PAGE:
Photographing Alternate Landscapes In China | Part Two

A colorful view, over a pagoda rooftop, down onto a tranquil pool fed by a small waterfall near Huangshan, China.

I'd like to explore further the notion of the alternate landscape with the above image which aims to integrate the man-made into the natural world. This location, near the Huangshan (i.e., Yellow Mountain) region in Eastern China is famous for appearing in a scene in the spectacular Chinese film Crouching Tiger Hidden Dragon.

Composition Underpins This Photograph

I was really interested in the color and strong lines of the pagoda rooftop just below me and how they both lead the eye and create a great color contrast with the water below. The tubular red tiles on the top of the pagoda also serve to introduce some great shapes and a sense of repetition and order into the, otherwise, ever changing scene below.

Exploring Duality In Photography

The notion of this static, seemingly immovable man-made structure is interesting as it introduces a duality against the changes that weather, time of day and the seasons will introduce into the landscape below.  

I like the way the movement of the cascading water contrasts with the static nature of the rocks and rooftop of the pagoda. I feel that it's this movement, more so than the color contrast within the scene, that brings a sense of life and renewal to the image.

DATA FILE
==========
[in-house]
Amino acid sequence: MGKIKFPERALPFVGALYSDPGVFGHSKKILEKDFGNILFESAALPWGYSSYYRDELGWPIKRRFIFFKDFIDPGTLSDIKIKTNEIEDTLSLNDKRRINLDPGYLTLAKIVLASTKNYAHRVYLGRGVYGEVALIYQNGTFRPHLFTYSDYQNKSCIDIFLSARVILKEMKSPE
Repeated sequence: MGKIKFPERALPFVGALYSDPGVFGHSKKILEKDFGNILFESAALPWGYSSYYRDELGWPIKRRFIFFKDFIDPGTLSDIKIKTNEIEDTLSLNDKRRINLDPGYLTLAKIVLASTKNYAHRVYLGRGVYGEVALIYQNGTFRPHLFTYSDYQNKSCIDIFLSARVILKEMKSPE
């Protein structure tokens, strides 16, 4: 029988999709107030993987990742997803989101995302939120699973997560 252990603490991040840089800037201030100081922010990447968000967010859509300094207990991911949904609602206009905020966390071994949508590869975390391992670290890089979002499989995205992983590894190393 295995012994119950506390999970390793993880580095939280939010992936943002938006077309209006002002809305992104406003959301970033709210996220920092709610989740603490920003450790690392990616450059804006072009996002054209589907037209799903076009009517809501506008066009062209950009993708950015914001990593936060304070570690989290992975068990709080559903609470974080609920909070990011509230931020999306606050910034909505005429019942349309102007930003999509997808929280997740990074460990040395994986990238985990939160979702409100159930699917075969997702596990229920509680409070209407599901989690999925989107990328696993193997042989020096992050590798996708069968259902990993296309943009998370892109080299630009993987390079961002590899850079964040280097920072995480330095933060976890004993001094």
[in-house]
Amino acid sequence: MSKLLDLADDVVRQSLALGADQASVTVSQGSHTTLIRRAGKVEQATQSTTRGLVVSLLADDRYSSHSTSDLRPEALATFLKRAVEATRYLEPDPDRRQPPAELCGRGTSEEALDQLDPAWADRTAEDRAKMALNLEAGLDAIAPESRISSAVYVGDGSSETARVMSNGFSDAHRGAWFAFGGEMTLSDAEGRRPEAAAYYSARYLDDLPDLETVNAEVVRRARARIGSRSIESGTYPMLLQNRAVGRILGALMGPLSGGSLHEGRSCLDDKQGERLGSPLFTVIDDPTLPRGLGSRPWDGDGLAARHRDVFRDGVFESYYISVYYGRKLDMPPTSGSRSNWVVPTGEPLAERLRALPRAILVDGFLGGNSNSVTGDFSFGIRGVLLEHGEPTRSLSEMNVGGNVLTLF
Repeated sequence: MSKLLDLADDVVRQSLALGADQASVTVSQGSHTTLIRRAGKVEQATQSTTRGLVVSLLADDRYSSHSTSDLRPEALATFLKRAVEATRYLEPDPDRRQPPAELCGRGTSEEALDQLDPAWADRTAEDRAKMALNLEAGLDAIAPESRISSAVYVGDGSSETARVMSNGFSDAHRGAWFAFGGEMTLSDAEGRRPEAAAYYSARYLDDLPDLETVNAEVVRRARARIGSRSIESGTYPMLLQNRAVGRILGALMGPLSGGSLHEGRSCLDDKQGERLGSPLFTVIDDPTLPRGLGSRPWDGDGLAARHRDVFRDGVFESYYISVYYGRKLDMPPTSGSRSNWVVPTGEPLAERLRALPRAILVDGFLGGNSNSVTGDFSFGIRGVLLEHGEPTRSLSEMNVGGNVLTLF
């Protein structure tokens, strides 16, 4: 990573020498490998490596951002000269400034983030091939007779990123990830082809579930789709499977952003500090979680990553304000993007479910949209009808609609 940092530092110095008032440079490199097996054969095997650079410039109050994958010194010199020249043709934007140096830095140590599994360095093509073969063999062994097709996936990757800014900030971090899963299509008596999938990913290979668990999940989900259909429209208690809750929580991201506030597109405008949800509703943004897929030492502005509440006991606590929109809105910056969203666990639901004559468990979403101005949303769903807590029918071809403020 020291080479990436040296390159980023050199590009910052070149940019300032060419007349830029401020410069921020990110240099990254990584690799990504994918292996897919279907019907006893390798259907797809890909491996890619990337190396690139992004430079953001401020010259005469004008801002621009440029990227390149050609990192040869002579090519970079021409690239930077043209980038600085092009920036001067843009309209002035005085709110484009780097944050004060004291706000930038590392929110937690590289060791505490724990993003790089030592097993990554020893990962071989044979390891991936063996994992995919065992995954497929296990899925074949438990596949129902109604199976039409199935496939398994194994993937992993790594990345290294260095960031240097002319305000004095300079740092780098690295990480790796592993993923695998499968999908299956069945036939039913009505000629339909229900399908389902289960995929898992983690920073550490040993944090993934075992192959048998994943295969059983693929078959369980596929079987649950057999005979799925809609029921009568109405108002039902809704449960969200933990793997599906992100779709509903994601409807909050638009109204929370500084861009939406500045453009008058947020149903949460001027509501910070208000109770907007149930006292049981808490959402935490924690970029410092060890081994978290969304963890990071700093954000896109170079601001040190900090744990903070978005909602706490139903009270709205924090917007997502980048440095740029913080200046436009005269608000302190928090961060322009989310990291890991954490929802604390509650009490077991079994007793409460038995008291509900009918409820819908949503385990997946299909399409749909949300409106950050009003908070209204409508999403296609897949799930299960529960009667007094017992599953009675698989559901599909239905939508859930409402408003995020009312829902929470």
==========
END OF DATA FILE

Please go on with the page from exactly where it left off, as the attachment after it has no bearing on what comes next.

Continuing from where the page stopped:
Similarities and Differences

It's amazing how many different approaches we can take to landscape photography. That's why I can take a group of photographers to the same location confident that they'll each produce interesting images that can be radically different from their peers.

And what a buzz it is, during feedback sessions, to see these different approaches and for participants to learn from each others individual approaches to the same location and subject matter.

Building Your Own, Unique Photographic Style

Next time you're out and about in the landscape make a point of looking for alternate subject matter, angles and approaches to making interesting images. It might help to undertake a project or a series of photo walks in the urban landscape. Look at your best images from those particular photography adventures and recognize what you've done to make them visually appealing.

Before you know it you'll be incorporating those very same elements into your own photography in the natural landscape and, in doing so, beginning to build your very own photographic style. 

Glenn Guy, Travel Photography Guru